Let's use an analogy. Let's say that I have a rabbit's foot that I claim guides the roll of the dice so that I win. I also claim that it doesn't always work, but it does sometimes. I then go to the craps table. Everytime I lose I claim that the rabbit's foot just wasn't working on that roll. When I win I claim that the rabbit's foot was working. When I compare 1,000 of my rolls with someone who does not have my rabbit's foot it turns out that we won at the same rate. Would you say that my claims about the rabbit's foot are supported or not supported by the evidence?


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 Message 85 by zi ko, posted 10-16-2012 9:47 PM zi ko has replied

Replies to this message:
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Taq
Member
Posts: 8523
Joined: 03-06-2009


Message 90 of 264 (675900)
10-17-2012 10:11 AM
Reply to: Message 86 by zi ko
10-16-2012 10:06 PM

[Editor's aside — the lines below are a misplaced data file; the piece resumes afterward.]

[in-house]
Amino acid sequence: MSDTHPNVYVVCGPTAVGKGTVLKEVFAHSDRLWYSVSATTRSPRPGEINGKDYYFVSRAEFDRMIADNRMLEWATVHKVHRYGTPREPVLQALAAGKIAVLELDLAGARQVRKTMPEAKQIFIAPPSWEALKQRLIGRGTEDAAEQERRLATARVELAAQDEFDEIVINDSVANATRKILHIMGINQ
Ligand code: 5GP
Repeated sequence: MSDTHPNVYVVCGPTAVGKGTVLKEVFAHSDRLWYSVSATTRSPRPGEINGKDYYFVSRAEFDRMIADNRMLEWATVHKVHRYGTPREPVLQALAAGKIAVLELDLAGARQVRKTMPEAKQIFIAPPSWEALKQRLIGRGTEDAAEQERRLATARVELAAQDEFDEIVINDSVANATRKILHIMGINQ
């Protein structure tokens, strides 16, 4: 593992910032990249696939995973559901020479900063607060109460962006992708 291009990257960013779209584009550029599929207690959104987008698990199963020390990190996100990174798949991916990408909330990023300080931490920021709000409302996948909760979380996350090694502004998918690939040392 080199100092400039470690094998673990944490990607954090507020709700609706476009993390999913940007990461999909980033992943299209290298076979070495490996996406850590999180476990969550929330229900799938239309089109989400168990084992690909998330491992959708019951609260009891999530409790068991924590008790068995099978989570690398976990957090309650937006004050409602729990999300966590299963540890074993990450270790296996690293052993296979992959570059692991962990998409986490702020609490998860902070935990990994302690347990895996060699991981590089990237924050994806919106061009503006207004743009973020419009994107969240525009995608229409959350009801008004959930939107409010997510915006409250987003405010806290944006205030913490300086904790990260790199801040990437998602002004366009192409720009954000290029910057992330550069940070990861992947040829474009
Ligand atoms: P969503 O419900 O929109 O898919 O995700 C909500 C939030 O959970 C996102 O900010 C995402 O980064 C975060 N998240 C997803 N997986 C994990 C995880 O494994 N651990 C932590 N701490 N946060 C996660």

There is the long lasting, environmetally positioned, epigenetical change.

Those are not mutations.


This message is a reply to:
 Message 86 by zi ko, posted 10-16-2012 10:06 PM zi ko has replied

Replies to this message:
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Taq
Member
Posts: 8523
Joined: 03-06-2009


Message 96 of 264 (676058)
10-18-2012 4:47 PM
Reply to: Message 95 by zi ko
10-18-2012 4:30 PM


Re: Please explain
Epigenetic changes are never detrimental

"Epigenetic changes—stable but potentially reversible alterations in a cell’s genetic information that result in changes in gene expression but do not involve changes in the underlying DNA sequence—may mediate some of the detrimental effects of prenatal alcohol exposure and contribute to the deficits and abnormalities associated with fetal alcohol spectrum disorders."
http://pubs.niaaa.nih.gov/publications/arh341/29-37.htm